But in reality there was never much chance the US would sign up to a Kyoto Protocol-style agreement in Gleneagles. It is for this reason that Britain, as chair of the G8, has brought proposals to the negotiating table designed to shift the approach in a new direction. And there is still potential for progress at Gleneagles.
One of the items on the agenda is a bundle of initiatives on maximising the developing world's use of "clean" energy. There is likely to be an agreement to encourage new technology that will minimise carbon emissions. The technology route to lower emissions is one for which Mr Bush has a particular enthusiasm. While this is no doubt because it is acceptable to his friends in the US oil industry, it is none the less welcome.
Many of the developed world's power stations are old and inefficient. New techniques such as carbon sequestering - which involves extracting and storing CO2 from power station gases - have the potential to affect the rate of global warming. So too does the development of a new generation of environmentally friendly cars. Hybrid cars are already available, as are vehicles powered by hydrogen fuel cells. The role of the G8 governments is to provide tax breaks for manufacturers leading the way in this technology. They should also provide incentives for consumers to buy such vehicles.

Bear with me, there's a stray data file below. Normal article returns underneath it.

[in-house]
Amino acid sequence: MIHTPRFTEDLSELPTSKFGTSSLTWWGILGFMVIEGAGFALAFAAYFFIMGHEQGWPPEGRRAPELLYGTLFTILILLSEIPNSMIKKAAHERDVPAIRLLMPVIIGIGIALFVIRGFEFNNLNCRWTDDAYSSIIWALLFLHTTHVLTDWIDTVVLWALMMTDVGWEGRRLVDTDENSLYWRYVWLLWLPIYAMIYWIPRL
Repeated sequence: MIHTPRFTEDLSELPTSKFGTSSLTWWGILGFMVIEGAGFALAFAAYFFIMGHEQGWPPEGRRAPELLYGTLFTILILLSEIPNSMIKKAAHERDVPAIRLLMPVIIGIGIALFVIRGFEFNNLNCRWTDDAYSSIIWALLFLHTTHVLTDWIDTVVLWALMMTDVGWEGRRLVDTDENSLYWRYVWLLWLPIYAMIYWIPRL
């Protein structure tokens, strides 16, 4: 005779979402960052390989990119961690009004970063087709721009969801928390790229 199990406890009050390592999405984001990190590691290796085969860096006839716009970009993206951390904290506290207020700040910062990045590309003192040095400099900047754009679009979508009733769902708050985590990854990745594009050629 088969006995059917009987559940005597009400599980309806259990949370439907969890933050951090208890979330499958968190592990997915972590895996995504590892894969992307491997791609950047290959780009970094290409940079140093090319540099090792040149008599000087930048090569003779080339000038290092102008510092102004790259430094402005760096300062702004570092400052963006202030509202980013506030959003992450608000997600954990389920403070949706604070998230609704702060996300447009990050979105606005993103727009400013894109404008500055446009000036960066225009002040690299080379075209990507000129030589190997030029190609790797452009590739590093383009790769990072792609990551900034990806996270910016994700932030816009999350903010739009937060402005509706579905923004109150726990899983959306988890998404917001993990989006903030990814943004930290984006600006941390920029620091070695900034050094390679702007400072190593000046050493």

Another topic that will be discussed at Gleneagles is how to go about forming a partnership with the developing world with respect to global warming. Whenever the question of how to tackle the rising carbon emissions of countries such as China and India is raised, those countries become agitated. They regard it as an attempt by the West to curtail their development. But it need not be a zero sum game. A G8 deal with China to incorporate carbon sequestering technology on to its new power stations as soon as the technology becomes available could benefit the whole world.
The greatest potential stumbling block by far at Gleneagles is the mutual agreement on the science of global warming. It remains doubtful that the US will agree to recognise that there is a scientific consensus that man-made global warming exists and that it is a serious threat to life on earth. If agreement cannot be reached, the rest of the G8 leaders should not be afraid to isolate the US by endorsing the statement without the world's greatest producer of greenhouse gases. This would be preferable to adopting a meaningless verbal construction merely to keep the US on board.
Kyoto is almost obsolete, although not for the reasons put forward by the Bush administration. The problem with Kyoto is that it does not go far enough. The targets for reducing carbon emissions are too low to have a substantial impact on the process of global warming. And the protocol does not include developing countries. Any reductions would be more than equalled by increasing emissions from countries such as India and China.
This summit in Gleneagles has the potential to make progress. But the truth is that there will not be a great leap forward until the world develops - and agrees upon - a more rigorous and comprehensive successor to Kyoto. And that is not something that the world can afford to wait for very much longer.